Q&A with Christian Klien
Austrian racer Christian Klien will continue on in his third driver role at the BMW Sauber team for the 09 championship season, despite the fact that there is no in season testing allowed as of this year. Therefore, he will mainly need to be on hand at all race events, just in case the unthinkable happens and either of the regular race drivers are unable to take part in any of the seventeen scheduled GP’s this year.
Was Formula One your childhood dream?
As a child, I was involved in all sorts of sports. Football, skiing ... whatever was on offer in the Vorarlberg, I did it. As far as motor sport was concerned, I was about eight years old when things really clicked. In 1991 I met my great role model Ayrton Senna. My father and I had slipped into the paddock through a hole in the fence. We were hardly inside before I ran straight into Senna. I was wearing a Harley Davidson T-shirt and a Salzburgring baseball cap. Ayrton spontaneously came over and asked my father to take a photo of the two of us. He was very patient and seemed to know that was what we wanted, even though we would never have dared to ask. That was a moment that pointed me in a whole new direction. From then on I was a committed motor sport fan and soon took up karting. I’ve still got the photo of Ayrton Senna and me up on the wall at home, taking pride of place.
How did you get from there into Formula One?
We were completely clueless to begin with – not like your typical motor sport family. In any case, originally we saw it more as a pastime than anything else. The whole family came along to kart races in the caravan, and we ended up travelling all over central Europe. My mother cooked, my sister played with other girls and my father in those days acted as mechanic and team owner in one. Everywhere there were the professionals, with their motorhomes and hugely expensive equipment. And then there was us – the tinkerers. To me it was all pretty much of a game, though when I kept on picking up trophies, it became clear not everybody saw it that way. From that time on one thing was clear: now I had found something I actually seemed to be good at – and that was also loads of fun. Robert Kubica and his family were in the same boat as us, incidentally – tinkerers that other folk tended to make fun of.
Can anyone be a Formula One driver nowadays, provided they get the right training?
There are two things every driver needs: talent and the right support at the right time. If there’s no talent there, then all the support in the world will be pointless. On the other hand, there have been many drivers in the past who had the talent but got the wrong support, or no support at all – and so they never made it anywhere near Formula One. I spent a number of years in the Red Bull driver development program, where the pressure was enormous. In the end I was the first driver this program launched into Formula One. I will always be grateful to Red Bull for that. Even though we later went our separate ways, I still have an excellent relationship with the key people at Red Bull. Now I have a new home though, with the BMW Sauber F1 team. I feel fully integrated here and it’s good to be able to contribute my experience.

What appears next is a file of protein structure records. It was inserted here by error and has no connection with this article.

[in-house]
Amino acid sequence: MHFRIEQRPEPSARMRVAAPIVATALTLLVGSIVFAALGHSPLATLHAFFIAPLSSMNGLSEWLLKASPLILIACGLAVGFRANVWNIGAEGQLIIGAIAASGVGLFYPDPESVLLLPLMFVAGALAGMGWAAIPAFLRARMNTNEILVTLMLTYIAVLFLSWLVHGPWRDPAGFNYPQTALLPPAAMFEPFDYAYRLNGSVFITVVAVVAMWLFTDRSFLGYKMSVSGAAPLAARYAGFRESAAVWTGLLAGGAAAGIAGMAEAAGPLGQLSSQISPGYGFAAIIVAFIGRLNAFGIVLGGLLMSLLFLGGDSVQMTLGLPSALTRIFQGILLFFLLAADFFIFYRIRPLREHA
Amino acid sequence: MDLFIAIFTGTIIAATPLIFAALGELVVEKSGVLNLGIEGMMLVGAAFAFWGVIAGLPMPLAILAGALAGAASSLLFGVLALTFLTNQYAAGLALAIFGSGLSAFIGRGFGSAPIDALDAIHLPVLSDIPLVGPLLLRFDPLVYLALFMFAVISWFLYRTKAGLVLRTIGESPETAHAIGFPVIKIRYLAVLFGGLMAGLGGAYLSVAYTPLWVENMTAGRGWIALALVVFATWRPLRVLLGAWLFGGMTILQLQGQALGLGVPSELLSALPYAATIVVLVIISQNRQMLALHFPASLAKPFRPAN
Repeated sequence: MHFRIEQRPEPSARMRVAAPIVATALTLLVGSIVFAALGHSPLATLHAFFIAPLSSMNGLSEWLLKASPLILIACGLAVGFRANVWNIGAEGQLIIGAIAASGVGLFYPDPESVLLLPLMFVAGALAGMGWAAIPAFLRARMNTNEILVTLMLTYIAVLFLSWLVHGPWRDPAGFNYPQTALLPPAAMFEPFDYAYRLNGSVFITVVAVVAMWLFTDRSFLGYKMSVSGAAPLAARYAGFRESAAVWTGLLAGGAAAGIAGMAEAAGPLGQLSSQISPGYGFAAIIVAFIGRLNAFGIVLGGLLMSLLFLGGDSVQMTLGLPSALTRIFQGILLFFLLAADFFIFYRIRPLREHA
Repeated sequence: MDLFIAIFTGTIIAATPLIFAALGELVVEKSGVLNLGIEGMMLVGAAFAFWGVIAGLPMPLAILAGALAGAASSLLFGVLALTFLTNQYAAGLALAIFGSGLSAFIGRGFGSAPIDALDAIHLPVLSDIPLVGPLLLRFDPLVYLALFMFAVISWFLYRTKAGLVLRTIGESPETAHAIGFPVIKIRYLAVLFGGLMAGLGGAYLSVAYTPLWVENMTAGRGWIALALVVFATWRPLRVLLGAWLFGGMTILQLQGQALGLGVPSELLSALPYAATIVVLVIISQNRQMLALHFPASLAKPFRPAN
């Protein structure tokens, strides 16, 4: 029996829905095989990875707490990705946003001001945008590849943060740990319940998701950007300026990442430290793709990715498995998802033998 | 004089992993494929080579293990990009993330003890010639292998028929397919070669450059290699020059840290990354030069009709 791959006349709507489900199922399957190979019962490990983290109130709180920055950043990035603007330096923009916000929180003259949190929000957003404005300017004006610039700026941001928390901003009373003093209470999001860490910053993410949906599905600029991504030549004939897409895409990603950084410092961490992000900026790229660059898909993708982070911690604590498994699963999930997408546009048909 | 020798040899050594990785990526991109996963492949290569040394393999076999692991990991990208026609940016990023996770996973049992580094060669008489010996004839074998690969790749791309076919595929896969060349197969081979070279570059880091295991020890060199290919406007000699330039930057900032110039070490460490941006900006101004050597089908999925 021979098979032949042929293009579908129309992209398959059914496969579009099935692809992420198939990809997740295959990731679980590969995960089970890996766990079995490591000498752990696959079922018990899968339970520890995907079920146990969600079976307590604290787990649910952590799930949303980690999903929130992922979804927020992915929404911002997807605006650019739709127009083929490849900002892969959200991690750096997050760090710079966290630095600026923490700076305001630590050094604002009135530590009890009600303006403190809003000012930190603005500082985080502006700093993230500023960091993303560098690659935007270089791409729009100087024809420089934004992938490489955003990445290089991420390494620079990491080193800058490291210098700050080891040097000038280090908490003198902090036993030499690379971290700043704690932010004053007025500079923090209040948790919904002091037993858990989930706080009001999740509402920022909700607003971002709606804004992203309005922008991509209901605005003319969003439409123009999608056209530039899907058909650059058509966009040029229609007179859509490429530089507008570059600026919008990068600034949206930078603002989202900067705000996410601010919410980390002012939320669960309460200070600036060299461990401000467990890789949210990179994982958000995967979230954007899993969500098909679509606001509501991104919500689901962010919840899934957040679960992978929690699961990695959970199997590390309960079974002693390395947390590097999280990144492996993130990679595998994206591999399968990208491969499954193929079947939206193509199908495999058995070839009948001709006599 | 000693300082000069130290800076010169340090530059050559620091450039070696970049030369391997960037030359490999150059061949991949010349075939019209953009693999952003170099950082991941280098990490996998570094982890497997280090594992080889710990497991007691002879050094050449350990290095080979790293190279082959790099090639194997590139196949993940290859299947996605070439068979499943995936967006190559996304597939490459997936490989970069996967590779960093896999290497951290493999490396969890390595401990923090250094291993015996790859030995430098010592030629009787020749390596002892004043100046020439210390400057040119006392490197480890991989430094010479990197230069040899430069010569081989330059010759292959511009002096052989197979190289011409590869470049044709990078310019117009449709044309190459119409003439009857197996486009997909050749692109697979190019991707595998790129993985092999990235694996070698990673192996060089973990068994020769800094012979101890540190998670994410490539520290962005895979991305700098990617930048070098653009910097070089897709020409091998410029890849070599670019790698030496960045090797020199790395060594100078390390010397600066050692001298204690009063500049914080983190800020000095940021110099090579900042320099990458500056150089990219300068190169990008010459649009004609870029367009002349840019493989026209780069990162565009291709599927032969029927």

What’s your relationship with your team colleagues?
As I said, I’ve known Robert since our karting days. We competed against each other many times, and that carried on later into Formula Renault and Formula 3. He was always very fast. We have a lot of respect for each other – though in my spare time I’m no poker ace like him, but tend to go in for proper sport, like skiing in the Arlberg. Nick of course has been in the game a lot longer. He was already testing for Formula One when Robert and I were still karting. But we work together very professionally and he has huge experience.
Has Formula One changed your life?
I always try to keep both feet on the ground. People from the Vorarlberg have a reputation for being very down-to-earth and industrious, so “fame” was never a problem for me. When I started out in Formula One, it was a bit of a shock to begin with to have total strangers recognize you and come up to you in the street. Plus it came just a few weeks after giving up my job as a sheet metal worker, so it was all pretty sudden. The main change was in my lifestyle: one moment I was going to work by moped, then the next, and ever since, I was spending hundreds of hours travelling to work – here, there and everywhere – by air. The important thing is to stay the same person. I hope I’ve been able to do that.
Do you ever feel afraid?
Not in the cockpit, not really. Otherwise I couldn’t do this job. I just sometimes have an uneasy feeling if there’s something I find I’m not in control of. As a child, I was really afraid of roller coasters. You still won’t get me on one even today. Being a helpless passenger on something like that – no thanks!
What was the maddest thing you’ve ever done?
Actually it was something on exactly those lines. In Budapest, Hannes Arch talked me into going up with him as a passenger in his two-seater stunt plane. That was pretty extreme. As a racing driver you’re used to g-forces, but looping the loop head down a few meters above the Danube was a whole different ballgame. The main thing was I held on to my breakfast. That’s something Formula One drivers don’t always manage to do.